northwindMoreover, Litvinova now turns from a cinematic daughter into a director-mother when she invites her daughter Ul'iana to play the lead character Fanny and to take her place as an actress. Litvinova completely flipped her self-identifications with this move: now she is a directress first and an actress last. In The North Wind, Litvinova also repurposes Muratova’s doubling device into self-mirroring. Every female character develops one side of Margarita’s identity: Fanny presents her short-lived happiness and mutual love, Faina discovers her unloved side and suffering, Eternal Alisa demonstrates Margarita’s future, the sister Lotta explains her attitude towards wealth, while Lotta’s daughter reveals the bisexuality that runs through the family supported by Eternal Alisa.

northwindWith this film, Litvinova has proved that she has developed into an auteur with her clear-cut style of self-centeredness, self-quotation, emphasis on costume design and make-up, recurrent motifs of smoking, and the eternal dilemma of family relationships with doubling daughters and mothers. Litvinova’s women are distanced and glorified, sometimes unbelievably beautiful in their physical deformity and mental abnormality. Litvinova’s directorial style forms an attitude of total respect and love for every woman. Every actress and actor reinforce this attitude of respect and self-respect in the film.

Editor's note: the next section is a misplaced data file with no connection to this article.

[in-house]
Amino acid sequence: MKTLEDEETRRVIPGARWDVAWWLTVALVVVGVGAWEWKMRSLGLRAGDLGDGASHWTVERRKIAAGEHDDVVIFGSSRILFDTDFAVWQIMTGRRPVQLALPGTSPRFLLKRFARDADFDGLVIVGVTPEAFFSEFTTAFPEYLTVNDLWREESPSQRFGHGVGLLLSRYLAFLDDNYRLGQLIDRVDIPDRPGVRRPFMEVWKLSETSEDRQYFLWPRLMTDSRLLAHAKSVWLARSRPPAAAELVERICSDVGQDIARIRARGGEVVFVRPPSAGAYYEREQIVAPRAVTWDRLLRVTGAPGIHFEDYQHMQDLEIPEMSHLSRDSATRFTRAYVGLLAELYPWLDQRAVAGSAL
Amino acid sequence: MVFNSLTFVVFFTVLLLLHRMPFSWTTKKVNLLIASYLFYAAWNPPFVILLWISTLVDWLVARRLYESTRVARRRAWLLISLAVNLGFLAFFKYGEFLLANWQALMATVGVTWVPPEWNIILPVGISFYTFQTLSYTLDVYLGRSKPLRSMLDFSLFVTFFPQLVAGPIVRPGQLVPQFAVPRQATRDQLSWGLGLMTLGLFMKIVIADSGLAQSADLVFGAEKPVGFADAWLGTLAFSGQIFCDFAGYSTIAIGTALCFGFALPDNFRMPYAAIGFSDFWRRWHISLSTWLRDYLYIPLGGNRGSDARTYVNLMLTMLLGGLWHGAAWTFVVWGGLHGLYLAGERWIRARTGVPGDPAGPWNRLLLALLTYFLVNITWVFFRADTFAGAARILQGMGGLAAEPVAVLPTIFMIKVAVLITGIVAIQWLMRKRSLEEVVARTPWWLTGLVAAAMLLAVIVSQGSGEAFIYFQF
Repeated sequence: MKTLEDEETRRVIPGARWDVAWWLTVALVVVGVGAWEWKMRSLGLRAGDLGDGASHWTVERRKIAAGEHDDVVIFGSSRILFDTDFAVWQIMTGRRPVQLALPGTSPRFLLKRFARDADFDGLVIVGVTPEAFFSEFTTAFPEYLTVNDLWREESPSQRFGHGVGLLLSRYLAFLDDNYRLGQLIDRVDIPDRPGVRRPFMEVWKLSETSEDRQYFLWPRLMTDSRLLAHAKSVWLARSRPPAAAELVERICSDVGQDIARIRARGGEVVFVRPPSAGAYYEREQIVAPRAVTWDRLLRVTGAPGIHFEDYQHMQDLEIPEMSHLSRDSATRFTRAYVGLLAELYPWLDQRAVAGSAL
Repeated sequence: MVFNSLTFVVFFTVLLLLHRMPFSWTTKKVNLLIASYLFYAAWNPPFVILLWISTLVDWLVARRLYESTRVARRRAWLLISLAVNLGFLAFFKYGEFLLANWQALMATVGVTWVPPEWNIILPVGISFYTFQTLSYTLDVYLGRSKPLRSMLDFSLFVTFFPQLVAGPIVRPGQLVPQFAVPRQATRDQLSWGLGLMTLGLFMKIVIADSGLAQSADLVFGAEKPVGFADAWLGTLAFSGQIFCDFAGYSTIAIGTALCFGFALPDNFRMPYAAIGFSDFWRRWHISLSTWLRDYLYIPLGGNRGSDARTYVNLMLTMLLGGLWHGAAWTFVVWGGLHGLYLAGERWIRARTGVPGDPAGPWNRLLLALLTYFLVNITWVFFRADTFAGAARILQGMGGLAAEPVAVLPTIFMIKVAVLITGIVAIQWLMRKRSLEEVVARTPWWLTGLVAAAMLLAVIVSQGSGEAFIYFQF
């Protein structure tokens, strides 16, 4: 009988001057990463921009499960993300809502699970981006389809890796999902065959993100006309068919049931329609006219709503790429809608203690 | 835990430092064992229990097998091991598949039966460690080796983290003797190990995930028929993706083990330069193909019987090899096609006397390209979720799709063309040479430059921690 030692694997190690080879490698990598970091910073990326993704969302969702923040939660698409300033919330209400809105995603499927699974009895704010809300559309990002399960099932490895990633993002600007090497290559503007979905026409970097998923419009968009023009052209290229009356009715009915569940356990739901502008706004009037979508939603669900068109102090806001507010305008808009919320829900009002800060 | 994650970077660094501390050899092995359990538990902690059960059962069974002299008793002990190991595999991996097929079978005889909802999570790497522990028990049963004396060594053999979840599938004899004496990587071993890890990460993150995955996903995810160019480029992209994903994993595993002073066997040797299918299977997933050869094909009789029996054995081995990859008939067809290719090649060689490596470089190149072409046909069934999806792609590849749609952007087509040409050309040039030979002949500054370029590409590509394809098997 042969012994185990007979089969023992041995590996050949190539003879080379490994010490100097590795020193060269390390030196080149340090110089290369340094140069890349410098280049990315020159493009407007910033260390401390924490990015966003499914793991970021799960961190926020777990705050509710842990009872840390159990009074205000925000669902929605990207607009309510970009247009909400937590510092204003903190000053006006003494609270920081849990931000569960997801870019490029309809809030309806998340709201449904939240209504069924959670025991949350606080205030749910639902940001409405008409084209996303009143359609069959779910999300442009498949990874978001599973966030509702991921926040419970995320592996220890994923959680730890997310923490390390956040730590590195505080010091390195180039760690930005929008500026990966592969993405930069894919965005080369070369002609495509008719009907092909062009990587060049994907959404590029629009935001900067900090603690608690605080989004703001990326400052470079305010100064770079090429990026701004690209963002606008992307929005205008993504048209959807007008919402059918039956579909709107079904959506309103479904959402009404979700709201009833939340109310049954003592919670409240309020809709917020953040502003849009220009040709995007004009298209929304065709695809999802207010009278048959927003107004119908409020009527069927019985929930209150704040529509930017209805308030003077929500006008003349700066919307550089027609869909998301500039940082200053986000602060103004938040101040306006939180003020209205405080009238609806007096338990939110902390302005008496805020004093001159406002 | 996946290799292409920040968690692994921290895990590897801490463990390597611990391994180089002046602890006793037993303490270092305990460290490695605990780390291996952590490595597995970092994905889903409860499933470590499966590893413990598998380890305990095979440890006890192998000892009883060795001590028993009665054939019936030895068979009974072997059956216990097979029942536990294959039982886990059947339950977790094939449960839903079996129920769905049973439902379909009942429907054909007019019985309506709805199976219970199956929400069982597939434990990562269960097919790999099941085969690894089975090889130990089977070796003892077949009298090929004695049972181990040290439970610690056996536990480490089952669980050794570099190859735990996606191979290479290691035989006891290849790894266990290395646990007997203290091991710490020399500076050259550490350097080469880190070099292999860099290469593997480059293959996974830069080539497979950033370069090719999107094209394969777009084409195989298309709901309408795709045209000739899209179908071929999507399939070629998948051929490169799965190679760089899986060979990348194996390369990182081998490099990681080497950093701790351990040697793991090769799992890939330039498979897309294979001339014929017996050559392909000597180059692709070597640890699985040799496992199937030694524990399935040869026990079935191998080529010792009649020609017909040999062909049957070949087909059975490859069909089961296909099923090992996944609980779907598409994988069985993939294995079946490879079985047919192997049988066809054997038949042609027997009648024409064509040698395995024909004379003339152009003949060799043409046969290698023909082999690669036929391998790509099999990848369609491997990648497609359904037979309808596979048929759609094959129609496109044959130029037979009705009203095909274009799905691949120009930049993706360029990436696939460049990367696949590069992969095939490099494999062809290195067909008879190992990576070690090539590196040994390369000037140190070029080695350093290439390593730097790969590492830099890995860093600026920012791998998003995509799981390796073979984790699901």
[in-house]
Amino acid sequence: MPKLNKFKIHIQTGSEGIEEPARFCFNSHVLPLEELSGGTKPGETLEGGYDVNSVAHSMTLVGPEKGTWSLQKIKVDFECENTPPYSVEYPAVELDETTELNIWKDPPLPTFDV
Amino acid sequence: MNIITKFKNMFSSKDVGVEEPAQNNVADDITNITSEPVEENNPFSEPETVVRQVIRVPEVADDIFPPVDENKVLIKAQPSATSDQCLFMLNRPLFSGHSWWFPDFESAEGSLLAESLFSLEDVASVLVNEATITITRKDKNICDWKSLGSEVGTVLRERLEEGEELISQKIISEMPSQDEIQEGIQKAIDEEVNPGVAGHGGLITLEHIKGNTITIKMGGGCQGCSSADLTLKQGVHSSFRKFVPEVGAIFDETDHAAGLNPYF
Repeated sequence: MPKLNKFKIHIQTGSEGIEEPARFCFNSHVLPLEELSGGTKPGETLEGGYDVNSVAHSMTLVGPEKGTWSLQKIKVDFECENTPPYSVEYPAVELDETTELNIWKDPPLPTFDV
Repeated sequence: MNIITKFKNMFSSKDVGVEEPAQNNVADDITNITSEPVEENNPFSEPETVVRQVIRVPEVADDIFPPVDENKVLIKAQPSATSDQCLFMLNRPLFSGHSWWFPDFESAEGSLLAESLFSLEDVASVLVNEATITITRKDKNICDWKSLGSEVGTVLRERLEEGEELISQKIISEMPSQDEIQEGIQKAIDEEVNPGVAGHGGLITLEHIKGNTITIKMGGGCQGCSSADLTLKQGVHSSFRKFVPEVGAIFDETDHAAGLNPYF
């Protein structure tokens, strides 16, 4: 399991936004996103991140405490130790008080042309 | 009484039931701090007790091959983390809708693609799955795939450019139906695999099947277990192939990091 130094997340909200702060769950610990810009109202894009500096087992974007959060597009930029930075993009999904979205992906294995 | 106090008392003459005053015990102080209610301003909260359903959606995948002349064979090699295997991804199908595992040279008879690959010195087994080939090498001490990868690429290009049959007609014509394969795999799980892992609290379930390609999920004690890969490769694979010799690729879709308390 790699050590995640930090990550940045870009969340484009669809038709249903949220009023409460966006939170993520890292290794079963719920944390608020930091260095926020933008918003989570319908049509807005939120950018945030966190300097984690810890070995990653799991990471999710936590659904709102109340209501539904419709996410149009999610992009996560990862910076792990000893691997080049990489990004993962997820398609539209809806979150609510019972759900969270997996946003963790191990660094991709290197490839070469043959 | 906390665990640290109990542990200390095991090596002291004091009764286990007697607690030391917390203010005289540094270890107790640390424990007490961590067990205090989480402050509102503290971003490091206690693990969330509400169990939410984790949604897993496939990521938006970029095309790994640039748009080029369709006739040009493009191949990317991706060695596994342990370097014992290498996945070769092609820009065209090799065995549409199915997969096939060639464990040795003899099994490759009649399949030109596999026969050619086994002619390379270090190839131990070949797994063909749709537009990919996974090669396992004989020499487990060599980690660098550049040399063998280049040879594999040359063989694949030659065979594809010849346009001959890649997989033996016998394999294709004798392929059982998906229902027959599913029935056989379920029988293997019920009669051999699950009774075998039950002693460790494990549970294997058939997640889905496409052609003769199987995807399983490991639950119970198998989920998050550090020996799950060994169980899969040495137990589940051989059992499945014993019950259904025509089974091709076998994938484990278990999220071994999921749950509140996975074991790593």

Olga Mukhortova,
Defense Language Institute, Monterey CA

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The North Wind, Russia, 2020
Color, 122 minutes
Director: Renata Litvinova
Script: Renata Litvinova
Cinematography: Oleg Lukichev
Production Design: Nadezhda Vasil'eva, Nina Vasenina, Sergei Fevralev
Costume Design: Nadezhda Vasil'eva
Music: Zemfira Ramazanova
Editing: Sergei Ivanov, Renata Litvinova
Cast: Renata Litvinova, Ul'iana Dobrovskaia, Anton Shagin, Sofia Ernst, Galina Tiunina, Tatiana Piletskaia, Svetlana Khodchenkova, Nikita Kukushkin, Manana Totibadze, Maksim Sukhanov
Producers: Renata Litvinova, Natalia Dubovitskaia, Nadezhda Solovieva
Production: SPPR
Release date (Russia): 6 February 2021

Renata Litvinova: The North Wind (Severnyi veter, 2021)

reviewed by Olga Mukhortova © 2021

Updated: 2021